Somewhere deep in the cold, black night, the unlit train passed from one world to another – from a place of beauty and light to one of darkness and pain, where postcard sunsets, breathtaking vistas, and meaningful connections would be replaced with shattered limbs, broken lives, destruction, and death.
Anna Grechishkina felt nothing. Traveling back to a country at war eight years, eight months, and eight days after leaving on her motorcycle to ride around the world, it wasn’t possible to know if it was home anymore. And as the kaleidoscope of thoughts and emotions raged into the night, a singular sense of purpose evolved: to serve! To do whatever needed to be done. To join the people of Ukraine in their fight against the totalitarian aggressor hell bent on destroying everything they had built since their independence in 1991.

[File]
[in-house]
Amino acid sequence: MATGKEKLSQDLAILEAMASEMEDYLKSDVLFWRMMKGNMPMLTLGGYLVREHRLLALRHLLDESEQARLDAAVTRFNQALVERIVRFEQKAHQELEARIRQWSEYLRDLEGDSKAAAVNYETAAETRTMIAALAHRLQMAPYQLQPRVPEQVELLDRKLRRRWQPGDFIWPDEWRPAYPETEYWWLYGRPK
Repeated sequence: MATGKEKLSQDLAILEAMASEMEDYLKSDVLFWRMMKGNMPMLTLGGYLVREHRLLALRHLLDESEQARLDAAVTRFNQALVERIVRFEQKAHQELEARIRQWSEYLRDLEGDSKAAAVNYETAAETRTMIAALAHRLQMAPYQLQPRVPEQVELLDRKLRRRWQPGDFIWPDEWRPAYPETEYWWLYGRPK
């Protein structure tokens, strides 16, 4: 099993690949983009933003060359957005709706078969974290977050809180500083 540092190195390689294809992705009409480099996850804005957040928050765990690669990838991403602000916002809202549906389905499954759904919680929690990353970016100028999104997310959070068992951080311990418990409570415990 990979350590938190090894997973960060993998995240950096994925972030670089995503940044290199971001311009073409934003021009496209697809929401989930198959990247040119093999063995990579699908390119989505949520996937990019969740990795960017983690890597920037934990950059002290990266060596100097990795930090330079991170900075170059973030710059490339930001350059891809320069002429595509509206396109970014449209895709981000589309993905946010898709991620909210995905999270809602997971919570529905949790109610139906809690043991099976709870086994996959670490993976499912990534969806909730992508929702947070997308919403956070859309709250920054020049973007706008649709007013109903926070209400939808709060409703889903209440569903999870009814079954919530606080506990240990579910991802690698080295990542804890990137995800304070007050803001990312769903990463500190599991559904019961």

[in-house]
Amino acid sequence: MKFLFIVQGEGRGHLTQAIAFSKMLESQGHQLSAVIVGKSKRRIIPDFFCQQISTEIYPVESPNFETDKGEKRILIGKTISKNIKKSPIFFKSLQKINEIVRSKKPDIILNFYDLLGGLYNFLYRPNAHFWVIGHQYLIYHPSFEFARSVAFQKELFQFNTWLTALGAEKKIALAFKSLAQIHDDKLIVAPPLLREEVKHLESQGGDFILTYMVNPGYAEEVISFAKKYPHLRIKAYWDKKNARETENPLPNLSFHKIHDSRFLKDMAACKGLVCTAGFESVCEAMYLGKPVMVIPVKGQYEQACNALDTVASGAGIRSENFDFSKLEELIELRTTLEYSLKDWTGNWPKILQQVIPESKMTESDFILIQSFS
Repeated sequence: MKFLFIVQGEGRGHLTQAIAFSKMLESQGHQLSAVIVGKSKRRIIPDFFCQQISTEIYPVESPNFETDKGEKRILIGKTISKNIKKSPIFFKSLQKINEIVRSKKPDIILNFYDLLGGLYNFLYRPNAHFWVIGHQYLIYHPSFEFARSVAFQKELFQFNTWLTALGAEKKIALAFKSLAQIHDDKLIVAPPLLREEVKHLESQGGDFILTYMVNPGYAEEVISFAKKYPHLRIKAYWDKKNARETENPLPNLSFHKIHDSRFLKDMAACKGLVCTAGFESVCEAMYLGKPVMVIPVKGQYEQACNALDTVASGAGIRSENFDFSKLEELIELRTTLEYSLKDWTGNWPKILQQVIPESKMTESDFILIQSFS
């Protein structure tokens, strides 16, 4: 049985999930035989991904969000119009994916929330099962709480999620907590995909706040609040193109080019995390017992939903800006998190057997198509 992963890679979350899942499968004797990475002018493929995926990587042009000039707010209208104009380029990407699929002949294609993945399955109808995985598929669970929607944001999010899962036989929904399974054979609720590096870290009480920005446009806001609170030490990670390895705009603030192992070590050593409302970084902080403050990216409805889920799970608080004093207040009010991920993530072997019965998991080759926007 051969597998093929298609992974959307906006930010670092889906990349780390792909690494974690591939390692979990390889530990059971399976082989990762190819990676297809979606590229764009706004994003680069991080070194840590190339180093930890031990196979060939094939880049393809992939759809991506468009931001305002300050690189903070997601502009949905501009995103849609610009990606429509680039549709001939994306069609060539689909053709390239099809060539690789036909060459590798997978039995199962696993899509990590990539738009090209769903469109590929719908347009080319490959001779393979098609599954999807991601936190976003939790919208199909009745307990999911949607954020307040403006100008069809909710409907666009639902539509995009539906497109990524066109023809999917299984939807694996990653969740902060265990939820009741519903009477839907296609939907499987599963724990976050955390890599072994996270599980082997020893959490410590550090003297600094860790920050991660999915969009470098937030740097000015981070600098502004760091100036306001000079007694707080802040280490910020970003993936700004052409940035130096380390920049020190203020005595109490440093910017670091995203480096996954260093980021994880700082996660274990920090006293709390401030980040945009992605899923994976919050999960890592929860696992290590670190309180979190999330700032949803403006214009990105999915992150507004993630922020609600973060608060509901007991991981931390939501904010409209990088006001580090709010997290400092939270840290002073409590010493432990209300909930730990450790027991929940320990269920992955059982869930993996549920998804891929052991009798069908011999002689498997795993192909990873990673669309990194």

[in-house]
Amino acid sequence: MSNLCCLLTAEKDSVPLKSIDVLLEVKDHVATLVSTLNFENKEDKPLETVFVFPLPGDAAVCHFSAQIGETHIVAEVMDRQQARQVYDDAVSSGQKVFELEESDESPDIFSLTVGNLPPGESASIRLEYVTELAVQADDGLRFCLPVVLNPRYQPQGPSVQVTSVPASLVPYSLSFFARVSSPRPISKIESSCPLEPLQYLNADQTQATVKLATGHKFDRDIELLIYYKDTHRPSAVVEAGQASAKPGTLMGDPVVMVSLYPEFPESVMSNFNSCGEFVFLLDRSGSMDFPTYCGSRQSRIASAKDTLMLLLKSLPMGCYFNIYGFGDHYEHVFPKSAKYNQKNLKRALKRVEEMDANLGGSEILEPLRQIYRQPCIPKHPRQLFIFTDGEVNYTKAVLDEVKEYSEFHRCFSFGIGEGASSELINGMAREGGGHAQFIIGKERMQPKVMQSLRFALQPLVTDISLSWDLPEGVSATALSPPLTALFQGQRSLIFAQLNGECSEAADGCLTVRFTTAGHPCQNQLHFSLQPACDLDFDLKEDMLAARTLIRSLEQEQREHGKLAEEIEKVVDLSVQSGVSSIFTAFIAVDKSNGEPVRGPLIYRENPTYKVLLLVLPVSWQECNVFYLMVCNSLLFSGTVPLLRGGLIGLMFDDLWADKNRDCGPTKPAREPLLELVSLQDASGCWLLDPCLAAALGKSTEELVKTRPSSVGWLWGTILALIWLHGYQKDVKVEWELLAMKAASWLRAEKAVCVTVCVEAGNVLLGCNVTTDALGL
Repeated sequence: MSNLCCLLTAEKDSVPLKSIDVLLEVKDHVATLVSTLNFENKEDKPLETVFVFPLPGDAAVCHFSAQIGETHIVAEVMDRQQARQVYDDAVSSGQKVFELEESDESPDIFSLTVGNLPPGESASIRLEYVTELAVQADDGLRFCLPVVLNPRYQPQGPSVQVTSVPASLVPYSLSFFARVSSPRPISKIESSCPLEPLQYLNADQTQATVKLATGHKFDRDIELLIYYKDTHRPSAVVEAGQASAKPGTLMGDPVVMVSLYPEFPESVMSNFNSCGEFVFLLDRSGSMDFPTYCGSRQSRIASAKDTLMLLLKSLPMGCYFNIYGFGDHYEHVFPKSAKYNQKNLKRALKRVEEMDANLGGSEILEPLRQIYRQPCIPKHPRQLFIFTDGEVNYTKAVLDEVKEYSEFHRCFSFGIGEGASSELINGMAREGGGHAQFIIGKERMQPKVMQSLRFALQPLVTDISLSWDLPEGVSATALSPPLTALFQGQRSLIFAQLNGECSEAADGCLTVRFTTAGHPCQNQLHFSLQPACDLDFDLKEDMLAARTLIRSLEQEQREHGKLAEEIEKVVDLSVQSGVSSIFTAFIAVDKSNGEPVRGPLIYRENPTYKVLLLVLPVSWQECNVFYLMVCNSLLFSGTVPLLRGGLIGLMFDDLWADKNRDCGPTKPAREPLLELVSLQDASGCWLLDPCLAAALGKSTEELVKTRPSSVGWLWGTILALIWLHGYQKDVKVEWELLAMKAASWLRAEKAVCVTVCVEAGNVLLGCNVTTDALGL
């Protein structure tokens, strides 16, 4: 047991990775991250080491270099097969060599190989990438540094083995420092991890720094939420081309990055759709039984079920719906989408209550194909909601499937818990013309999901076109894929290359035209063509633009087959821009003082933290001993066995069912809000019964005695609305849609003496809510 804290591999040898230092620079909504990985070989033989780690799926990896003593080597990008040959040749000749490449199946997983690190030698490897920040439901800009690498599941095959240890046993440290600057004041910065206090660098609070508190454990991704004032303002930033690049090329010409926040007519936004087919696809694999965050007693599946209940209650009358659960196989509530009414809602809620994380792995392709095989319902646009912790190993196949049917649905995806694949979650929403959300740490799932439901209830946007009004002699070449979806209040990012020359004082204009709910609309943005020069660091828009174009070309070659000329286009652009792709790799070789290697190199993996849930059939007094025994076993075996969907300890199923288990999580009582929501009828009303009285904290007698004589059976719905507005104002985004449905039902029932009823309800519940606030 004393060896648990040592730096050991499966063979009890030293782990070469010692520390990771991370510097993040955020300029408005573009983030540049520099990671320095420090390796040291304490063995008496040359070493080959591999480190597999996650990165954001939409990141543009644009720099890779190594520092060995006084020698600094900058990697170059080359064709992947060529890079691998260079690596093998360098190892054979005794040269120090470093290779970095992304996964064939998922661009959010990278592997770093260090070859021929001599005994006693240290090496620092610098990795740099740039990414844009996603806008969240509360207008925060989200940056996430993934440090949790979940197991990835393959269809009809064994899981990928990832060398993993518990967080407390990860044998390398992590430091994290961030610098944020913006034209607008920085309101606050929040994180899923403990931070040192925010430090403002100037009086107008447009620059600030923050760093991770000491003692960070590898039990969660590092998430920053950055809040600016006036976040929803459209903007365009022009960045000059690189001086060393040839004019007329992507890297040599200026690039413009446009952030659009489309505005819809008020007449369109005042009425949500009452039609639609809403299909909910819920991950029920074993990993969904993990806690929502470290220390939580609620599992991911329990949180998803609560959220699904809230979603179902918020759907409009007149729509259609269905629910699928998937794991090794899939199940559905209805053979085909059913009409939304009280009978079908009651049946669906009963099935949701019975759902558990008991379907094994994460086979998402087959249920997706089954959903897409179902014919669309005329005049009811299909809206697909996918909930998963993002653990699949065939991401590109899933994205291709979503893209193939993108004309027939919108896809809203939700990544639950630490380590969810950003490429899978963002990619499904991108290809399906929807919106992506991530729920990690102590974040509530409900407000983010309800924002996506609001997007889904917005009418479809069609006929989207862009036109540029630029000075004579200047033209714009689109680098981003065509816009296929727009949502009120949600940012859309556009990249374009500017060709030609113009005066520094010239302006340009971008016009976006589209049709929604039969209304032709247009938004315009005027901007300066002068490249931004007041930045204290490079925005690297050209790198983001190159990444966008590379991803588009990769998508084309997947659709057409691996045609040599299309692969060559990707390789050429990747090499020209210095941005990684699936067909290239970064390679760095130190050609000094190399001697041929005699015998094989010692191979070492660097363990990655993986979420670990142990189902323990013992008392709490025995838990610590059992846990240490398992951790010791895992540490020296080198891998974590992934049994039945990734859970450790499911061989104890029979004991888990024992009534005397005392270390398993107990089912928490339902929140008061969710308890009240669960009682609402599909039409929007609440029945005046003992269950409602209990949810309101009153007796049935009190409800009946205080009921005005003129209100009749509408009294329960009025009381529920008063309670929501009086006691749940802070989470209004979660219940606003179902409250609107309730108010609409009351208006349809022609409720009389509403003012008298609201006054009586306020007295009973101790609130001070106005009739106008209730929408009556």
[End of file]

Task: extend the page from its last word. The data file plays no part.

Anna was prepared to die, knowing that she would give her life for a higher purpose than the world travels that had put her in the book of Guinness World Records for the longest solo motorcycle journey by a female.
Before the War
Back in 2005, working in human resources at a local bank in Kyiv, Anna began to commute on a Kawasaki Eliminator 125cc. She developed a passion for motorcycling that didn’t end when the bike was stolen from outside her apartment one night.
Replacing it with another Kawasaki, a Vulcan 900, Anna began traveling. She began taking vacations on her motorcycle, and over several years, she rode through Bulgaria, Romania, Turkey, Syria, Jordan, and elsewhere. Sometimes she rode with friends, but she also made trips alone. While many world travelers find inspiration from books or videos, Anna found it in the stories she heard on the road and the experience itself.
Over the years, it became tougher to come home to a desk job with piles of paperwork, and the dream of a journey around the world began to take shape. It became apparent a Kawasaki cruiser was not the ideal machine for such an adventure, even though it had taken her over every type of terrain imaginable.
With the intention of using a big adventure motorcycle for the journey and the goal of becoming the first Ukrainian woman to ride around the world, Anna looked for sponsors. KTM Ukraine stepped up and provided a 1190 Adventure at a 50% discount. It was a great start, but it still cost her most of her savings.